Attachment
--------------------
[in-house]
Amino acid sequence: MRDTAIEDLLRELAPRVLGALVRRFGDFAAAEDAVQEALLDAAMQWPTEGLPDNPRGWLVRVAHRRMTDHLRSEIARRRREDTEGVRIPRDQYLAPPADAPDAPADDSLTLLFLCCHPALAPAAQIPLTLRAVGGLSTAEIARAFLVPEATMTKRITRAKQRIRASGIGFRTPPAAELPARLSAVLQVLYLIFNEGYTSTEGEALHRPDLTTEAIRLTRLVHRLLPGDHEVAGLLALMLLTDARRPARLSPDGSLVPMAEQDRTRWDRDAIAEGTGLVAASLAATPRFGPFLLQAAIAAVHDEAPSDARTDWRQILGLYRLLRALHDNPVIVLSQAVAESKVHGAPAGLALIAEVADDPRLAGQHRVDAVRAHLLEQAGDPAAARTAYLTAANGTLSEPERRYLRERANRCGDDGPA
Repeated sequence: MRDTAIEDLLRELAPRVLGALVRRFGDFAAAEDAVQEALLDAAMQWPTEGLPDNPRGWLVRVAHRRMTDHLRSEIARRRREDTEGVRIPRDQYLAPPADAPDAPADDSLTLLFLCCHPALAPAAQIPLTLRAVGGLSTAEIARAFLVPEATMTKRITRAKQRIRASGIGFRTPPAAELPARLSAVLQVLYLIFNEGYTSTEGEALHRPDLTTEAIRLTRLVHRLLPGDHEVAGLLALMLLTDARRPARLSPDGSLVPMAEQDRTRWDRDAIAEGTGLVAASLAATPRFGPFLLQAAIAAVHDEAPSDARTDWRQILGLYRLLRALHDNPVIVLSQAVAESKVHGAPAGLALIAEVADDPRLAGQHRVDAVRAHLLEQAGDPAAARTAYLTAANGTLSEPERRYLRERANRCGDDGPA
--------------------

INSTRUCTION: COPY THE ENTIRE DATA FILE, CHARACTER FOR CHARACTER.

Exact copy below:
[in-house]
Amino acid sequence: MRDTAIEDLLRELAPRVLGALVRRFGDFAAAEDAVQEALLDAAMQWPTEGLPDNPRGWLVRVAHRRMTDHLRSEIARRRREDTEGVRIPRDQYLAPPADAPDAPADDSLTLLFLCCHPALAPAAQIPLTLRAVGGLSTAEIARAFLVPEATMTKRITRAKQRIRASGIGFRTPPAAELPARLSAVLQVLYLIFNEGYTSTEGEALHRPDLTTEAIRLTRLVHRLLPGDHEVAGLLALMLLTDARRPARLSPDGSLVPMAEQDRTRWDRDAIAEGTGLVAASLAATPRFGPFLLQAAIAAVHDEAPSDARTDWRQILGLYRLLRALHDNPVIVLSQAVAESKVHGAPAGLALIAEVADDPRLAGQHRVDAVRAHLLEQAGDPAAARTAYLTAANGTLSEPERRYLRERANRCGDDGPA
Repeated sequence: MRDTAIEDLLRELAPRVLGALVRRFGDFAAAEDAVQEALLDAAMQWPTEGLPDNPRGWLVRVAHRRMTDHLRSEIARRRREDTEGVRIPRDQYLAPPADAPDAPADDSLTLLFLCCHPALAPAAQIPLTLRAVGGLSTAEIARAFLVPEATMTKRITRAKQRIRASGIGFRTPPAAELPARLSAVLQVLYLIFNEGYTSTEGEALHRPDLTTEAIRLTRLVHRLLPGDHEVAGLLALMLLTDARRPARLSPDGSLVPMAEQDRTRWDRDAIAEGTGLVAASLAATPRFGPFLLQAAIAAVHDEAPSDARTDWRQILGLYRLLRALHDNPVIVLSQAVAESKVHGAPAGLALIAEVADDPRLAGQHRVDAVRAHLLEQAGDPAAARTAYLTAANGTLSEPERRYLRERANRCGDDGPA